Singapore to Impose Restrictions on Russian Financial and Crypto Transactions – Singapore will impose restrictions on some Russian financial transactions and crypto operations aimed at circumventing sanctions, in a rare move.
The decision comes amid official concerns that Russia’s invasion of Ukraine poses a security danger to minor states around the world.
According to a veteran diplomat, Singapore is penalizing another country without the approval of the United Nations Security Council for the first time in decades. The South China Morning Post reported that the city state is planning to do so in response to Russia’s military invasion of Ukraine, citing the Ministry of Foreign Affairs as saying:
“This is not a theoretical principle for a small country like Singapore, but a hazardous precedent. As a result, Singapore has strongly criticized Russia’s unjustified aggression on Ukraine.”
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The department detailed the measures in an announcement published Saturday, stating that they include export controls on items that can be used for military purposes, as well as restrictions on doing business with certain Russian banks and non-bank entities, including Promsvyazbank, VTB Bank, Vnesheconombank, and Bank Rossiya. Their Singapore assets and funds would be frozen.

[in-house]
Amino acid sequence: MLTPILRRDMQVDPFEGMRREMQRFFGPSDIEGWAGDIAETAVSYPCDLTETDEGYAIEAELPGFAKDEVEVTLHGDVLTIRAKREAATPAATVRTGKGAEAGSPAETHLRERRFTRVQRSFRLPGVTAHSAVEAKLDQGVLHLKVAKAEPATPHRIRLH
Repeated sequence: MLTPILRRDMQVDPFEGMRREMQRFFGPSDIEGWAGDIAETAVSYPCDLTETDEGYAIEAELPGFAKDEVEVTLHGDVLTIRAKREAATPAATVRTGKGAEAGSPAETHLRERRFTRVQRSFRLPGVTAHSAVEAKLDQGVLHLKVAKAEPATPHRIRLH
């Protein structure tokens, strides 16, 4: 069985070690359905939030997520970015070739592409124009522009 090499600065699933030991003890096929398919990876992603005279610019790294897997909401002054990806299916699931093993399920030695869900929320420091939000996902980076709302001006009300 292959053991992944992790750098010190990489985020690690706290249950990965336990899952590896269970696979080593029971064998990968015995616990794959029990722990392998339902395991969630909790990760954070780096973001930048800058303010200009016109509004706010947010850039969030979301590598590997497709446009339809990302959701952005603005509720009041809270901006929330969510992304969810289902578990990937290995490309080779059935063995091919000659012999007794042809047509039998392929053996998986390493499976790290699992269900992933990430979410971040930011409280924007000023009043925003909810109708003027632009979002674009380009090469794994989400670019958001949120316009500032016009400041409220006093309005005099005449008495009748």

It will be prohibited to provide financial services to the Russian government, the central bank, or related entities in order to facilitate fund raising.
Some areas of the economies of the two breakaway Ukrainian regions of Donetsk and Lugansk, which Russia opted to recognize as separate nations, would be subject to restrictions.
Furthermore, certain crypto flows may be impacted, as the ministry announced that payment service providers working with digital assets, such as NFTs, will be prohibited from assisting transactions that might be used to circumvent the regulations that apply to all other financial institutions.
The decision comes after Singapore’s Foreign Minister Vivian Balakrishnan told parliament on February 28 that Russia’s show of force threatens a world order that is “very antagonistic to the security and existence of small states,” according to the publication.
According to official figures from the Ministry of Commerce and Industry, Singapore’s trade with Russia was $3.7 billion last year. The island nation got only about 0.8 percent of its overall imports from the Russian Federation and Ukraine combined.
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The study also states that major banking institutions in Singapore have already begun to restrict trade financing for Russian raw commodities. This includes a ban on issuing U.S. currency for oil and liquefied natural gas trades.
Since the start of the military assault on Ukraine, sanctions have been rained down on Russia. The United States, the European Union, and their allies have imposed the majority of them.
Despite the majority of members of the Association of Southeast Asian Nations (Asean) denouncing Russia’s attack at the United Nations, Singapore is now the only Southeast Asian country to take similar measures.